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During a method that runs for 10 seconds to add some elements to the html, the animated gif don't move at all, giving the feel that the web page is stuck. Any way around this.

Example code:

    $('#button).click(function() {   
        showAnimatedGif();
        longRunningMethod();    
        hideAnimatedGif();
    });  

One way around this is to breakup the long running method in multiple steps and animating this way, but then you have to write your code this way for each long running method.

Wondering if there is any otherway to do this ?

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Don't do that then. You do know that JavaScript is not multi-threaded, right? –  Daniel Pryden Dec 14 '10 at 22:47
    
I know that, but there must be ways around to accomplish this. –  mrjohn Dec 14 '10 at 22:48
    
What is showAnimatedGif() doing? What is longRunningMethod() doing? Can you post more code? –  karim79 Dec 14 '10 at 22:50
    
showAnimatedGif basically shows the div that has an animated image. –  mrjohn Dec 14 '10 at 22:52
    
@mrjohn - and long running method is a synchronous-JAX call? –  karim79 Dec 14 '10 at 22:53
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1 Answer

up vote 4 down vote accepted

The only way to ensure that the animation actually occurs is for longRunningMethod to yield to the browser periodically. It's not uncommon for the UI rendering thread to block on the JavaScript thread, so changes you make to the DOM aren't shown until the next time the JavaScript thread yields. You can yield by calling setTimeout with a timeout of 0 (which will be longer than 0ms — obviously — on most browser implementations; many clamp that value to at least 4ms and possibly as much as 10ms).

Example: Here's a script that adds 500 divs, but gives the browser no opportunity to show the work in progress or (usually) animate anything:

jQuery(function($) {

  $("#btnGo").click(function() {
    var n;

    display("Loading...");

    for (n = 0; n < 500; ++n) {
      $("<div/>").html("Div #" + n).appendTo(document.body);
    }

    display("Done loading");

    function display(msg) {
      $("<p/>").html(msg).appendTo(document.body);
    }
  });

});​

Live example * Example with spinner graphic

As you can see, it never yields, and so when you click the button, the page freezes for a moment, and then all 500 divs and the messages appear.

Contrast with this other end of the spectrum, which yields between every div:

jQuery(function($) {

  $("#btnGo").click(function() {
    display("Loading...");

    addDivs(0, 500, function() {
      display("Done loading");
    });

    function addDivs(current, max, callback) {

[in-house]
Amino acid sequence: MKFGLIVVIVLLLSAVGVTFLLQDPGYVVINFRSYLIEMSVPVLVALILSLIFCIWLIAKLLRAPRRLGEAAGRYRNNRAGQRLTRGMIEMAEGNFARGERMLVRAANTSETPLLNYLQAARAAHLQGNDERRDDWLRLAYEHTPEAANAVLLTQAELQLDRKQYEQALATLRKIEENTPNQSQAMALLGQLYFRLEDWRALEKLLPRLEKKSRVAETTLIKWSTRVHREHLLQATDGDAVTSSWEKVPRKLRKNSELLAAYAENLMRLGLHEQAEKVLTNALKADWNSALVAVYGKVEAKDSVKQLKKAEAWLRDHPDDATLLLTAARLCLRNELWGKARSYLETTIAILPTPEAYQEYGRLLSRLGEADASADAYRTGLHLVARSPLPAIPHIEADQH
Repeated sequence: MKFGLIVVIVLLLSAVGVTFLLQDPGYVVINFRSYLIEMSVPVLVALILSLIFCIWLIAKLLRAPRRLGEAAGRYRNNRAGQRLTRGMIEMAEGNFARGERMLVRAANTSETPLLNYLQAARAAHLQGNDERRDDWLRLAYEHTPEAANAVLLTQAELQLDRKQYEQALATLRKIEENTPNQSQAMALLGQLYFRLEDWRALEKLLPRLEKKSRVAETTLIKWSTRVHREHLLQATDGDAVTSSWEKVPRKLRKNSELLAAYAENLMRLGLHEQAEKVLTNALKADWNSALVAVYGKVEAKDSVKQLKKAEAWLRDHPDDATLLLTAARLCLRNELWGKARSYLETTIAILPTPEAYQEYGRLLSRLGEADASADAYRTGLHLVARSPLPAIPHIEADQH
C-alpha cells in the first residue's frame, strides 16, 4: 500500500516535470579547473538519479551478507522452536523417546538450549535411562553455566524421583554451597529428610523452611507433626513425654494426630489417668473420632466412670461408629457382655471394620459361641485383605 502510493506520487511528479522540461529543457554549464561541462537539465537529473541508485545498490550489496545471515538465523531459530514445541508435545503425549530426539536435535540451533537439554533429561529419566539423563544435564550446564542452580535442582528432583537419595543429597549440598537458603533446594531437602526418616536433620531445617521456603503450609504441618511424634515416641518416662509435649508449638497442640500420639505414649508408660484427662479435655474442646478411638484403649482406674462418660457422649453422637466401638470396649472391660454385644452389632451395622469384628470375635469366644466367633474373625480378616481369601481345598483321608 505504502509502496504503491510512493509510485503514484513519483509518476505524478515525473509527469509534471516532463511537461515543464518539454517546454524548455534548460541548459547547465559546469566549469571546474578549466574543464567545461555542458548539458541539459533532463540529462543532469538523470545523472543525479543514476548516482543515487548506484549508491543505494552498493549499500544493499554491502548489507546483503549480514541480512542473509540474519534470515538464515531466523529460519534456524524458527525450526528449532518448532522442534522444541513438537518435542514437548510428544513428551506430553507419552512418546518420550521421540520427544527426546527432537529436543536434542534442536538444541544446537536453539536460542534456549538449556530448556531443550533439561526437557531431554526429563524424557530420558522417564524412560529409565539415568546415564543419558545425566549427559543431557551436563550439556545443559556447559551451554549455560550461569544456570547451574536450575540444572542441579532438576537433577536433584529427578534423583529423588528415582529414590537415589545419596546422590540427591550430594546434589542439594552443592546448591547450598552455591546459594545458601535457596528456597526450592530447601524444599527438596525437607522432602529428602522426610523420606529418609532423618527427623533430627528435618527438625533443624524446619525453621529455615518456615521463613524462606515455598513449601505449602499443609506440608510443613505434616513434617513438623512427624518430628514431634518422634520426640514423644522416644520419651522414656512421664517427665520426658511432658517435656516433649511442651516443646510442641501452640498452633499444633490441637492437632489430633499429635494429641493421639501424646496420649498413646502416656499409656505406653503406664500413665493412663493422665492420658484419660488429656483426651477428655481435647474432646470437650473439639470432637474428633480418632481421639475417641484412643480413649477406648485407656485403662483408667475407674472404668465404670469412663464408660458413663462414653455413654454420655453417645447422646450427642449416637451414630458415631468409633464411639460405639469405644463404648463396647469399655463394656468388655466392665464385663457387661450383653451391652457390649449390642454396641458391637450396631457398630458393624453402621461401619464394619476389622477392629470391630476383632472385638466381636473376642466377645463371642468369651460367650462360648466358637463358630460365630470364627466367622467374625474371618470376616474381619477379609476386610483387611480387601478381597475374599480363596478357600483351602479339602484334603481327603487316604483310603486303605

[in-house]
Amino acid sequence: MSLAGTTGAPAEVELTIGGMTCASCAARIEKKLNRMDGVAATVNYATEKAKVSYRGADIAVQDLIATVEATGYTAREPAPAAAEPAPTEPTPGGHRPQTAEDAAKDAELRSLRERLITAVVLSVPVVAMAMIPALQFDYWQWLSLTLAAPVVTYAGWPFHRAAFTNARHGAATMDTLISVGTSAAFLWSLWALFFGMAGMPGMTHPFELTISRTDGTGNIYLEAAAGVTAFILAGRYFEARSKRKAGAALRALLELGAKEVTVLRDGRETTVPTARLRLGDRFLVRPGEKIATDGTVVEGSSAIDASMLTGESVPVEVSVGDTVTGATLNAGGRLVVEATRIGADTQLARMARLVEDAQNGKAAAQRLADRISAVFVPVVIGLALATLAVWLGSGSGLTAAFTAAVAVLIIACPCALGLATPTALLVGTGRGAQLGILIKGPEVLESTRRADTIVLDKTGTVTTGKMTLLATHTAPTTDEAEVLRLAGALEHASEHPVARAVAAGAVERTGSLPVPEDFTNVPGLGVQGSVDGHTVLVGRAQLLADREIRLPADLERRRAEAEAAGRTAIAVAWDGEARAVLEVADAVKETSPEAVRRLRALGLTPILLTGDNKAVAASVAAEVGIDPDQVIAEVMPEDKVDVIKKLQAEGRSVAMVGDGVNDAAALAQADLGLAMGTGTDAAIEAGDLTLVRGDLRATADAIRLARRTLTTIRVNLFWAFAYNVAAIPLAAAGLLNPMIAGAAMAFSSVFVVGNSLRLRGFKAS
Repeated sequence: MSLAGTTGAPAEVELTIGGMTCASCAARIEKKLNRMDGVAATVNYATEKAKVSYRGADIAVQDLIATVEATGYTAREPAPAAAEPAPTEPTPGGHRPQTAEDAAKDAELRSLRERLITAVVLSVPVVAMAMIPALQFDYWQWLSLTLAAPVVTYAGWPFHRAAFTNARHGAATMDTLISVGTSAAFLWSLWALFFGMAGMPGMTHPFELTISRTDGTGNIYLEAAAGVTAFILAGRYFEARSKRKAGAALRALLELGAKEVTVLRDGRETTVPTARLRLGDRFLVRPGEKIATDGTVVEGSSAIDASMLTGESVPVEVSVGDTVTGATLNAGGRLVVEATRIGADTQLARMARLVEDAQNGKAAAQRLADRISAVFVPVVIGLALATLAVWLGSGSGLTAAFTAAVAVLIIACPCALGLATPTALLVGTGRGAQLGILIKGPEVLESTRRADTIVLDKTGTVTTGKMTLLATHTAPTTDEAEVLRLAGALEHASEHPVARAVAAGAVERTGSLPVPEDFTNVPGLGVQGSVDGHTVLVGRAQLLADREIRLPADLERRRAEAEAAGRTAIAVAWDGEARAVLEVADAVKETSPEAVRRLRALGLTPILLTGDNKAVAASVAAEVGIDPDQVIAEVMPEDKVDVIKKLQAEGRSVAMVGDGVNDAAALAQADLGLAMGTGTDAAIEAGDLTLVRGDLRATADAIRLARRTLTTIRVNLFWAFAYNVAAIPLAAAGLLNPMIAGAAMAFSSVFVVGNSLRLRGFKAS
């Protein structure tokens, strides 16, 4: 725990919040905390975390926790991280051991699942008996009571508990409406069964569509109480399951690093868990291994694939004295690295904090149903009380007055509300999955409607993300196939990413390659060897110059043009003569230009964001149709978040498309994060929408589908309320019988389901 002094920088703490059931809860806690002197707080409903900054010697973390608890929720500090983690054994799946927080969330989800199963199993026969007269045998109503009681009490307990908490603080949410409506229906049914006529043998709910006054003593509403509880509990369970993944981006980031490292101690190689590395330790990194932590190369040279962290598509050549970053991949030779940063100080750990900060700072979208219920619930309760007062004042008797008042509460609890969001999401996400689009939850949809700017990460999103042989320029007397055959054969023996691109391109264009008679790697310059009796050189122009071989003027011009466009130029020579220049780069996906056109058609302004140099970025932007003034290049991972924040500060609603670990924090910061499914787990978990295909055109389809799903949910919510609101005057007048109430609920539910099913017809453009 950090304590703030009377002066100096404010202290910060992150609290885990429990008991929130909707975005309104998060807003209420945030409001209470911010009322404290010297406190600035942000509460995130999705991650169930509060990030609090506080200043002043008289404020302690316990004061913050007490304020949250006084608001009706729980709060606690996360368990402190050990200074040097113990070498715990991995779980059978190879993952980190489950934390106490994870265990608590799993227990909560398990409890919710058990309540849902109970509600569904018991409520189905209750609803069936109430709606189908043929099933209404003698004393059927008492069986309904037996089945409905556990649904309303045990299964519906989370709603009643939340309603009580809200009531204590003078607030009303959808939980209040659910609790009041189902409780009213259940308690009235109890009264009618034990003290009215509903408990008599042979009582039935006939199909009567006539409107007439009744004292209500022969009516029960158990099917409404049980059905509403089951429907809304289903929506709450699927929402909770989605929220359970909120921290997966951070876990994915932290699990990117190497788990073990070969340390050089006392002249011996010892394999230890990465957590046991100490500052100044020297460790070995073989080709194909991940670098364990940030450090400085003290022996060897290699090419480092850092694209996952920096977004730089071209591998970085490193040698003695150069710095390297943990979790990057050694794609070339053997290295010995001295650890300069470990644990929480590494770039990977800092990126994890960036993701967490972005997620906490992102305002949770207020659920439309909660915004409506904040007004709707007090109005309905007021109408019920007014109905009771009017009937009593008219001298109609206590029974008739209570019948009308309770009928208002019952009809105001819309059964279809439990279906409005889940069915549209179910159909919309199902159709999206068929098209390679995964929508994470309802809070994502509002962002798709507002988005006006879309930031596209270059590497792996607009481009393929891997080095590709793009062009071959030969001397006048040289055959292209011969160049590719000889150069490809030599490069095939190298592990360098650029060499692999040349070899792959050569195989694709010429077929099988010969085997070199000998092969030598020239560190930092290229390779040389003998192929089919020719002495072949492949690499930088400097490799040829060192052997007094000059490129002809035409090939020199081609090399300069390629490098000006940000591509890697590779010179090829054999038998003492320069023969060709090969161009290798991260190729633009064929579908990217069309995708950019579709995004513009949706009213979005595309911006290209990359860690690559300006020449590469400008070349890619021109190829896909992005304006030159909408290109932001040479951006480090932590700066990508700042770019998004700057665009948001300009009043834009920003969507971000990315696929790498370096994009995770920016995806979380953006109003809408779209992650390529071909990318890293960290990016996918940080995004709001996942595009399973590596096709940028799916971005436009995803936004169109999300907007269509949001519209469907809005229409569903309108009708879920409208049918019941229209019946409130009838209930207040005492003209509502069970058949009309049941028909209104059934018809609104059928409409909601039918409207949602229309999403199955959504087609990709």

if (current < max) {
        $("<div/>").html("Div #" + current).appendTo(document.body);
        setTimeout(function() {
          addDivs(current + 1, max, callback);
        }, 0);
      }
      else {
        callback();
      }
    }

    function display(msg) {
      $("<p/>").html(msg).appendTo(document.body);
    }
  });

});​

Live example * Example with spinner graphic

Since that yields, you can see the work in progress.

You might notice that the second script takes longer, possibly much longer, in real time to achieve the same result. This is because the yields take time, as does the browser updating the display. In practice, you'll want to find a balance between the first example and the second — something that yields often enough to show progress, but not so often that the process takes an unnecessarily long time to complete.

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what is the exact call to setTimeout look like for this ? –  mrjohn Dec 14 '10 at 23:14
    
@mrjohn: Added an example with and without. –  T.J. Crowder Dec 14 '10 at 23:15
    
Interesting point about finding the right balance. I wonder if it's possible to execute to the browser's capacity before yielding to get the best result. Kind of like FPS in graphics. –  Box9 Dec 14 '10 at 23:17
    
The problem is that instead of the text loading I have an animated gif and it does not move/animate. I tried with the setTimeout, but that did not help. –  mrjohn Dec 14 '10 at 23:19
1  
@box9: Yeah. You might measure how long the yield takes (time between the function ending and the next scheduled function starting), and then yield more or less often on the basis of that. –  T.J. Crowder Dec 14 '10 at 23:19
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